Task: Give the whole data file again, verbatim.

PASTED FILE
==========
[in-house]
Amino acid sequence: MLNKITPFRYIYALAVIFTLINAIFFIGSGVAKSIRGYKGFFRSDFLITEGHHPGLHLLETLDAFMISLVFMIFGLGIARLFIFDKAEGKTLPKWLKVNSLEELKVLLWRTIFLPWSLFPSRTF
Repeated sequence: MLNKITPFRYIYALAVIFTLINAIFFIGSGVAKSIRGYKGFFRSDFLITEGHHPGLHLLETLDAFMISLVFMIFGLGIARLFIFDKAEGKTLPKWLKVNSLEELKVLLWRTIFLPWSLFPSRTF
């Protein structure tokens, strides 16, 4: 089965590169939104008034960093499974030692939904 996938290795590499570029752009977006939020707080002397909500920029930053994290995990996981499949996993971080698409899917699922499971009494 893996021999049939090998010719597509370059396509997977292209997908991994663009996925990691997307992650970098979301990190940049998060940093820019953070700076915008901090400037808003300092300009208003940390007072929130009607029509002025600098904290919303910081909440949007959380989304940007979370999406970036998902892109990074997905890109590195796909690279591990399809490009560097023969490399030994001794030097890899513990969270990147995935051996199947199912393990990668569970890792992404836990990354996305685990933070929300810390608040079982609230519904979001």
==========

[in-house]
Amino acid sequence: MLNKITPFRYIYALAVIFTLINAIFFIGSGVAKSIRGYKGFFRSDFLITEGHHPGLHLLETLDAFMISLVFMIFGLGIARLFIFDKAEGKTLPKWLKVNSLEELKVLLWRTIFLPWSLFPSRTF
Repeated sequence: MLNKITPFRYIYALAVIFTLINAIFFIGSGVAKSIRGYKGFFRSDFLITEGHHPGLHLLETLDAFMISLVFMIFGLGIARLFIFDKAEGKTLPKWLKVNSLEELKVLLWRTIFLPWSLFPSRTF
């Protein structure tokens, strides 16, 4: 089965590169939104008034960093499974030692939904 996938290795590499570029752009977006939020707080002397909500920029930053994290995990996981499949996993971080698409899917699922499971009494 893996021999049939090998010719597509370059396509997977292209997908991994663009996925990691997307992650970098979301990190940049998060940093820019953070700076915008901090400037808003300092300009208003940390007072929130009607029509002025600098904290919303910081909440949007959380989304940007979370999406970036998902892109990074997905890109590195796909690279591990399809490009560097023969490399030994001794030097890899513990969270990147995935051996199947199912393990990668569970890792992404836990990354996305685990933070929300810390608040079982609230519904979001």